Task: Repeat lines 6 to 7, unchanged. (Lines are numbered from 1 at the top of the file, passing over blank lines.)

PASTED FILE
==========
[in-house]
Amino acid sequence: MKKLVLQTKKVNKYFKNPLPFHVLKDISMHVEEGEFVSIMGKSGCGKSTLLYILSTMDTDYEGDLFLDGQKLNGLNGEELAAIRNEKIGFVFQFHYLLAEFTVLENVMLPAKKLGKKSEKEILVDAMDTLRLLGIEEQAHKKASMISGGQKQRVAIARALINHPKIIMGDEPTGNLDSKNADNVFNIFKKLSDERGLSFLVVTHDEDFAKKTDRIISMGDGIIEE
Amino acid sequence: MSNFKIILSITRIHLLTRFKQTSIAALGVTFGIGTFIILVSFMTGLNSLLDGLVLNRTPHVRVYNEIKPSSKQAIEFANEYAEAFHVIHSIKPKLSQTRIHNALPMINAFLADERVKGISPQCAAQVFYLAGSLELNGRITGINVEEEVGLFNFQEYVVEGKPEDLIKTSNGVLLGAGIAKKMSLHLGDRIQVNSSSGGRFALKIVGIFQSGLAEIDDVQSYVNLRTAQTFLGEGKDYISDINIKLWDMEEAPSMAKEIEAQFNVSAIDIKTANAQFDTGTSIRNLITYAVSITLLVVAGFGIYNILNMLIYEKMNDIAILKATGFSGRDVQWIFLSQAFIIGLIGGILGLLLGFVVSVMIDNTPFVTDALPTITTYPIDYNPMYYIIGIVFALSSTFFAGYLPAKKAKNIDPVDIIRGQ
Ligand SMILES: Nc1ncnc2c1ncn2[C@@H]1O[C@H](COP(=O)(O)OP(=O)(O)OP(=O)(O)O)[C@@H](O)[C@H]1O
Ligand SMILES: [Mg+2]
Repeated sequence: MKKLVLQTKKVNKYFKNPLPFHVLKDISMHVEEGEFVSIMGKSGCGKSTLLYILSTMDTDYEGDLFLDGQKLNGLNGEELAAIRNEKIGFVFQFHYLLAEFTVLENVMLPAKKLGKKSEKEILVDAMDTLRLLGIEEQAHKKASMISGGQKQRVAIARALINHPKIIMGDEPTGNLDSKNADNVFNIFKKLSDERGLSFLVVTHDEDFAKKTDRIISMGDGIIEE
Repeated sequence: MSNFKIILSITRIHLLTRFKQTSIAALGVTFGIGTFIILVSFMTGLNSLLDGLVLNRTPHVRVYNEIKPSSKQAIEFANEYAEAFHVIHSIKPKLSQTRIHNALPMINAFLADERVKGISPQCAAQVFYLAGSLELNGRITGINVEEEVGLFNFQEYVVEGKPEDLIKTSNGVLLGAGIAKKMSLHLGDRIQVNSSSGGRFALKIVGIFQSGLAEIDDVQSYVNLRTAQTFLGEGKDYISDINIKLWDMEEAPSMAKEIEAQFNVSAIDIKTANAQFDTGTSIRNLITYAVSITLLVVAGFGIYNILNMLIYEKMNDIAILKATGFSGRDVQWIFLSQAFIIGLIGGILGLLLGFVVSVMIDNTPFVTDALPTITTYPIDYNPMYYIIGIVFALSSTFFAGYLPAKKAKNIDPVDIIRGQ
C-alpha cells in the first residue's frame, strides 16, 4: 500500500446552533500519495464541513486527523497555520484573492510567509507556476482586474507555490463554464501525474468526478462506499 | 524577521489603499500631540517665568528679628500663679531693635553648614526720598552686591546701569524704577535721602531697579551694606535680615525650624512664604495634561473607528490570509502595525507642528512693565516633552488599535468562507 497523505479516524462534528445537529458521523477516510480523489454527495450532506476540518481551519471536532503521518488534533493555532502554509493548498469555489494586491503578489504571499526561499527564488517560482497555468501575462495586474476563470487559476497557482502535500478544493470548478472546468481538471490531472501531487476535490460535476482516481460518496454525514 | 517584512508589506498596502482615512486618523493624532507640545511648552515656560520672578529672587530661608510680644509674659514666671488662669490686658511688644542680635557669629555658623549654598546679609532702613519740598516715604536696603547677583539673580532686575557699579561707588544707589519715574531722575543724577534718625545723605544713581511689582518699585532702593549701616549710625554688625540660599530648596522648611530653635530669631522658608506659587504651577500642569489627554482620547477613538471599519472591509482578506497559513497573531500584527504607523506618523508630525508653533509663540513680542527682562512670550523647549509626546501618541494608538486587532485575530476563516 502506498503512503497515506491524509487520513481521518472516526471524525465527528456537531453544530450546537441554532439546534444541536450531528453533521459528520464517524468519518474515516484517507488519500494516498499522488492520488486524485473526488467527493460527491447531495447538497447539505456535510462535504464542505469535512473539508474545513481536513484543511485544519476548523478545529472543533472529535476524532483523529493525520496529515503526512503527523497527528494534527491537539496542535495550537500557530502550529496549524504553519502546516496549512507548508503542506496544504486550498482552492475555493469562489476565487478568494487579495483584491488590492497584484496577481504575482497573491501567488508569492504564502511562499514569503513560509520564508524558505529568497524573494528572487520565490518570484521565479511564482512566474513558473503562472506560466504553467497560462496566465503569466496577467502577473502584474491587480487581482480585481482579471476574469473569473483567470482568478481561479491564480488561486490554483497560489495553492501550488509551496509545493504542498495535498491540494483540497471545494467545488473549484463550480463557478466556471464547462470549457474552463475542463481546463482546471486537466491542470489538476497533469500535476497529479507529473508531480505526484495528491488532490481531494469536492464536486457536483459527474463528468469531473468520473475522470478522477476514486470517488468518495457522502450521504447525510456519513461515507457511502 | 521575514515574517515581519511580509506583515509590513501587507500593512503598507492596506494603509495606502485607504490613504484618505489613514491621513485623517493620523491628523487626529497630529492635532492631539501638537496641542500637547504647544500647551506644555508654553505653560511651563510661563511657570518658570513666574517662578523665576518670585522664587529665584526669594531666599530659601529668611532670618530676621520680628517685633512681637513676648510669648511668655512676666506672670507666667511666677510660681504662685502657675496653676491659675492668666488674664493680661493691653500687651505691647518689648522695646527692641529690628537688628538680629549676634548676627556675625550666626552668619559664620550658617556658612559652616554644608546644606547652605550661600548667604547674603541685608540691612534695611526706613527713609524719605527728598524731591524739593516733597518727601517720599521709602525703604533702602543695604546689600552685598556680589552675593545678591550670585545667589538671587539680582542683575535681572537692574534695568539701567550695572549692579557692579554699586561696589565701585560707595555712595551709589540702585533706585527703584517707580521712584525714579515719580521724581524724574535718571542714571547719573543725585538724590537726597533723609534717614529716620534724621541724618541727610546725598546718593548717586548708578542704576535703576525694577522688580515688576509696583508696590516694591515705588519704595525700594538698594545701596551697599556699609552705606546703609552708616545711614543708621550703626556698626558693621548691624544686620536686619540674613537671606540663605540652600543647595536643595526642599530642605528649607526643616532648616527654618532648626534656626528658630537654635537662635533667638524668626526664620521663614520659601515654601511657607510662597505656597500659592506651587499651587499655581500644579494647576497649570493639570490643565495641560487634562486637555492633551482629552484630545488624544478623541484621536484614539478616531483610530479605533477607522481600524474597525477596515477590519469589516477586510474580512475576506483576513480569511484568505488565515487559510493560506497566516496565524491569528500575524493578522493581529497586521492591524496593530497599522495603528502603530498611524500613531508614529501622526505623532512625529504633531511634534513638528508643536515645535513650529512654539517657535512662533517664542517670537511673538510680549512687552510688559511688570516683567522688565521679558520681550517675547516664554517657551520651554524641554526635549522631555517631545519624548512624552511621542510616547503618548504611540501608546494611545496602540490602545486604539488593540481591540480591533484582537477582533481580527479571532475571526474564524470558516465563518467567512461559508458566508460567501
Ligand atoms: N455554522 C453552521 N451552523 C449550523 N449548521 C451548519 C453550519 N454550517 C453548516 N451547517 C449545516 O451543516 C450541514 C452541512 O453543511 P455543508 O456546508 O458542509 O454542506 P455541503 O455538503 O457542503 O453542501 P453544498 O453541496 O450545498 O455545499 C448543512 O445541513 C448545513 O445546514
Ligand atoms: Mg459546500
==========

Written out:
Repeated sequence: MKKLVLQTKKVNKYFKNPLPFHVLKDISMHVEEGEFVSIMGKSGCGKSTLLYILSTMDTDYEGDLFLDGQKLNGLNGEELAAIRNEKIGFVFQFHYLLAEFTVLENVMLPAKKLGKKSEKEILVDAMDTLRLLGIEEQAHKKASMISGGQKQRVAIARALINHPKIIMGDEPTGNLDSKNADNVFNIFKKLSDERGLSFLVVTHDEDFAKKTDRIISMGDGIIEE
Repeated sequence: MSNFKIILSITRIHLLTRFKQTSIAALGVTFGIGTFIILVSFMTGLNSLLDGLVLNRTPHVRVYNEIKPSSKQAIEFANEYAEAFHVIHSIKPKLSQTRIHNALPMINAFLADERVKGISPQCAAQVFYLAGSLELNGRITGINVEEEVGLFNFQEYVVEGKPEDLIKTSNGVLLGAGIAKKMSLHLGDRIQVNSSSGGRFALKIVGIFQSGLAEIDDVQSYVNLRTAQTFLGEGKDYISDINIKLWDMEEAPSMAKEIEAQFNVSAIDIKTANAQFDTGTSIRNLITYAVSITLLVVAGFGIYNILNMLIYEKMNDIAILKATGFSGRDVQWIFLSQAFIIGLIGGILGLLLGFVVSVMIDNTPFVTDALPTITTYPIDYNPMYYIIGIVFALSSTFFAGYLPAKKAKNIDPVDIIRGQ